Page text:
Business unusualSamantha Smith
2015 is a watershed year for climate change.
This is the year when scientists tell us global C02 emissions should peak, or show signs of doing so, if we are to avoid really dangerous climate change. It is also almost certain to be the hottest year ever, by a long shot. And we’re in the final stretches of the run-up to a new global climate agreement that is likely to be gavelled through in December at COP21.
This is also the year when many parts of society have mobilized, organized and are speaking out on fighting climate change:
- Pope Francis has issued the ground-breaking encyclical “Laudato Si”, which calls the whole world to take action on climate change;
- Islamic leaders have called on the world’s 1.6 billion Muslims to play an active role in combatting climate change;
- World leaders have adopted new Global Goals which include a climate goal, highlighting the important role of fixing climate change to achieve sustainable development; and
- The divestment movement has gone from strength to strength as churches, schools, institutions, pension funds and even the world’s largest sovereign wealth fund have pulled out of coal and even all fossil fuels.
Business have also risen to the challenge, and this week at New York Climate Week there’s been a steady stream of company announcements responding to the call to act to cut emissions and go renewable, including Procter & Gamble, Coca Cola Enterprise, General Mills, NRG Energy, Autodesk and Colgate Palmolive. It has been inspiring to hear about the vision of the early movers on climate, the ambition of their targets and the benefits they’ve reaped by cutting their emissions.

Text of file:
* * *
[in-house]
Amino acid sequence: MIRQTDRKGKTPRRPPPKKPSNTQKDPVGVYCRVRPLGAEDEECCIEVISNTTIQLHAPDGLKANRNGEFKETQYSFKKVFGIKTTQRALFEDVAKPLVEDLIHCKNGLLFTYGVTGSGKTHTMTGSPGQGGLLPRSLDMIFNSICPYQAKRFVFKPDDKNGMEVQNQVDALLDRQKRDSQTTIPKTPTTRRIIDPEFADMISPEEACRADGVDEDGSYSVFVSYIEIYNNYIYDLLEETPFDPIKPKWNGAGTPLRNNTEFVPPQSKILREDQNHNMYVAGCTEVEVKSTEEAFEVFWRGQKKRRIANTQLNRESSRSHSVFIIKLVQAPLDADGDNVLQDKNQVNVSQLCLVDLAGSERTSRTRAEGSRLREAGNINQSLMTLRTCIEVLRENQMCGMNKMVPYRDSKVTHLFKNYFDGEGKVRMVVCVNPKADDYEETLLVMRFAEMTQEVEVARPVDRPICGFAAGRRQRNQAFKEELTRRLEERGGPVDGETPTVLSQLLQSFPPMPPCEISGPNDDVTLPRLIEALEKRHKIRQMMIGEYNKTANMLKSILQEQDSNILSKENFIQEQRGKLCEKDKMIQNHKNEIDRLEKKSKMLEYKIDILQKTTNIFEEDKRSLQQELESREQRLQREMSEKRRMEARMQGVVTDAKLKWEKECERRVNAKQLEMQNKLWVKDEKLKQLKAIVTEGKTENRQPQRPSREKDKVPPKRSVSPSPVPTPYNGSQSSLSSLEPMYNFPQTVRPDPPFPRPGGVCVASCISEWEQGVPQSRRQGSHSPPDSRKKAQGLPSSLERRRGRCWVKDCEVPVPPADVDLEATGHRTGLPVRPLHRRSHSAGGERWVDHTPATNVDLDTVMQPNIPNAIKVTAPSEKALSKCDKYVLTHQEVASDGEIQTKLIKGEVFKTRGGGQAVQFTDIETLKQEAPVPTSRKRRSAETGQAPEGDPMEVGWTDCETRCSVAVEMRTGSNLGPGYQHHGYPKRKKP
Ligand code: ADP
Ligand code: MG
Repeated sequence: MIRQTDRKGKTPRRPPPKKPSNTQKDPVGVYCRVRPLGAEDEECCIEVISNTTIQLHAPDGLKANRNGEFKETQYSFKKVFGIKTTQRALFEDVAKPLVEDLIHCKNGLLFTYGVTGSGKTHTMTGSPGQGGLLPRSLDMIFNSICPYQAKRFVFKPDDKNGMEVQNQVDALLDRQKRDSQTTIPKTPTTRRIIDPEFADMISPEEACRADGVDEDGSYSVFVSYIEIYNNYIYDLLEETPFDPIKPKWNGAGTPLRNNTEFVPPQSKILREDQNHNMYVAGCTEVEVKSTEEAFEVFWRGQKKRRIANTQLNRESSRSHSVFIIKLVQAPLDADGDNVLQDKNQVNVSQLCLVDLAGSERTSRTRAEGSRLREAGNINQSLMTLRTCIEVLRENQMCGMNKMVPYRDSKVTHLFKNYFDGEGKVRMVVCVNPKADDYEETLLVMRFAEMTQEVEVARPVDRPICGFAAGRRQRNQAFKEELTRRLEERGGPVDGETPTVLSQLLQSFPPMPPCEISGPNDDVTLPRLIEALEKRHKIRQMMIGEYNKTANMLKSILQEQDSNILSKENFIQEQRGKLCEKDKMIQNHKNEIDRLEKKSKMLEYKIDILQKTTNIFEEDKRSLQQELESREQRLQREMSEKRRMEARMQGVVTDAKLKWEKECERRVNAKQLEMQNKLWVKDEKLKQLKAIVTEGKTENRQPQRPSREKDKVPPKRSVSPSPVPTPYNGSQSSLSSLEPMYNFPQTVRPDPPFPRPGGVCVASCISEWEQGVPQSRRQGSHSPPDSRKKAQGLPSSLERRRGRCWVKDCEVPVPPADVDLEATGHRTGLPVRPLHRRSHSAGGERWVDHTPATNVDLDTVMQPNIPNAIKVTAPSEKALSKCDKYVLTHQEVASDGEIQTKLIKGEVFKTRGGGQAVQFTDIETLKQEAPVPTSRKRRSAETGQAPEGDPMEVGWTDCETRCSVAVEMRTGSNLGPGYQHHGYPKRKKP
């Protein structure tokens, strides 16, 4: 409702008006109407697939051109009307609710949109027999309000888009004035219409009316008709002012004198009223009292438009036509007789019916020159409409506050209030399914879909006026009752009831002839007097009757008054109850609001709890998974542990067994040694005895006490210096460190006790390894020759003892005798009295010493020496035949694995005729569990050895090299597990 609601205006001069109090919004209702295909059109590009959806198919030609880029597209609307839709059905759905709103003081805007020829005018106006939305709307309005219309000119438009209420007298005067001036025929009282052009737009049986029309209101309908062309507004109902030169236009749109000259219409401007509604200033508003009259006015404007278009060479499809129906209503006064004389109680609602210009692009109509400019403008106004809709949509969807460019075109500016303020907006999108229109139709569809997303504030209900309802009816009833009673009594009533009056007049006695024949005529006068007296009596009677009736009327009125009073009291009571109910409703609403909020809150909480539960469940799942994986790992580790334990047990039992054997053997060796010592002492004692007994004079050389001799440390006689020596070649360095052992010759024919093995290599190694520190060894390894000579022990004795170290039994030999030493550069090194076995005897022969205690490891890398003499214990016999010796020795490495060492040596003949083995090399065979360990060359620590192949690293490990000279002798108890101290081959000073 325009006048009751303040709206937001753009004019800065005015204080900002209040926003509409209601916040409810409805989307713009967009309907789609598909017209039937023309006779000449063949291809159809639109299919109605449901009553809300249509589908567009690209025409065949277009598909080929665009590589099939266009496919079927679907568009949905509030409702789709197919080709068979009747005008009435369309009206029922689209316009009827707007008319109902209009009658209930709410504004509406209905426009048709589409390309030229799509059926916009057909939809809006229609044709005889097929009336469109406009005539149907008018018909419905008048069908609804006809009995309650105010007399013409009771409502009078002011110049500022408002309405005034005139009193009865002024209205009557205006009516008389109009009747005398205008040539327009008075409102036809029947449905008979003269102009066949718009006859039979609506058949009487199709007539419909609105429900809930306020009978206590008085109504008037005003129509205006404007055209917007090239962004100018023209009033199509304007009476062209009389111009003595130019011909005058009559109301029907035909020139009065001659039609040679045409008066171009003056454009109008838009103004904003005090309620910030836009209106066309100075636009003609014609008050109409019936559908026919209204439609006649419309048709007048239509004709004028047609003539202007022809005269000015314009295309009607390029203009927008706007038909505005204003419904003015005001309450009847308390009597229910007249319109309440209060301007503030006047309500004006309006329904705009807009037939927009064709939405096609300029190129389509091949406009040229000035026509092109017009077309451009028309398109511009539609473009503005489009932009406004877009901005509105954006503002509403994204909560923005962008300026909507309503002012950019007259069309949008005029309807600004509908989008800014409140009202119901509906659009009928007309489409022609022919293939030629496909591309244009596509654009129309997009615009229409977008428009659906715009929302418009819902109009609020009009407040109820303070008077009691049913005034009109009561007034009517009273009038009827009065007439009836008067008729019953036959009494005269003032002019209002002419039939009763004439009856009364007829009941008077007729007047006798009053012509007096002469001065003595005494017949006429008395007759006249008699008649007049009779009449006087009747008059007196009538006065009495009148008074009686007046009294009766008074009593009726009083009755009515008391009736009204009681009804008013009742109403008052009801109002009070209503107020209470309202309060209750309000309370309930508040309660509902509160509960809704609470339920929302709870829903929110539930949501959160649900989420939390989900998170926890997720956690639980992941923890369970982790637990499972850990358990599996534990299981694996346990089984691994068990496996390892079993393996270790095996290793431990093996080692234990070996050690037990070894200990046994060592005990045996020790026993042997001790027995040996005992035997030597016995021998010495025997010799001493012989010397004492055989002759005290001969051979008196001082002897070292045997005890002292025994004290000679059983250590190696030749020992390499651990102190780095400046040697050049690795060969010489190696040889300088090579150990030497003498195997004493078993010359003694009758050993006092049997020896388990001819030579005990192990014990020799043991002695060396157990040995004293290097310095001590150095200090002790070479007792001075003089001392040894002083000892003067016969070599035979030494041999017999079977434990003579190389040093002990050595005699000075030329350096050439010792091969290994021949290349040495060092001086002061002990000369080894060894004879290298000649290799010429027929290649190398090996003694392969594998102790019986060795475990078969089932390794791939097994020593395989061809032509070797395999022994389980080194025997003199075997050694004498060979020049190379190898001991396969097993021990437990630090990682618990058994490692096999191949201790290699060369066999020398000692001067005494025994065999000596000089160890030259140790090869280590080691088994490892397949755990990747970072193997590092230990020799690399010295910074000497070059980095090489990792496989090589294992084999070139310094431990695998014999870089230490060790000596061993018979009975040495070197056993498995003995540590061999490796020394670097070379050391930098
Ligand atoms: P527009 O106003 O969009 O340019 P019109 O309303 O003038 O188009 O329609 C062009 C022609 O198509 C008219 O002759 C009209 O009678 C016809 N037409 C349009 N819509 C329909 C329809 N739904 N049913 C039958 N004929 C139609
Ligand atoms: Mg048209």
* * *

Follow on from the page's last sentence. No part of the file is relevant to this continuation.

These companies recognise that while climate change is one of the greatest risks we face, they can do their part in tackling it without affecting their bottom lines. But more can and needs to be done.
But all companies will need to find new ways of doing business. While they have long been engaging on climate change issues –more than 80 % of the world’s 500 largest companies have set emissions reduction or energy-related targets – the unprecedented rate of emissions growth demands that we do more, and do it faster.
WWF has lots of experience in working with the private sector, for example through the WWF Climate Savers programme. Through Climate Savers, WWF has worked with corporate partners across the globe to demonstrate that ambitious climate action is possible and compatible with business objectives. WWF has also worked in alliance with like-minded organiSations including CDP, WRI and the UN Global Compact to figure out ways to jointly raise the ambition level of the corporate sector on climate issues.
Most recently, we have joined hands with the progressive business coalition We Mean Business whose member organisations reach thousands of the world’s most influential businesses and investors. These businesses recognise – as we do – that the transition to a low-carbon economy is the only way to secure sustainable economic growth and prosperity. We Mean Business is a platform that seeks to amplify the business voice and catalyse bold action climate action by all, and promote smart policy frameworks.
What the science tells us, other than we need to act now to curb harmful emissions, is that there is still opportunity to act, albeit a small window of opportunity. We trust that bringing together different actors including businesses, civil society, and governments is the only way to tackle this challenge and seize this window of opportunity.
We are at an important crossroad, and the choices we make today will be the future we earn tomorrow.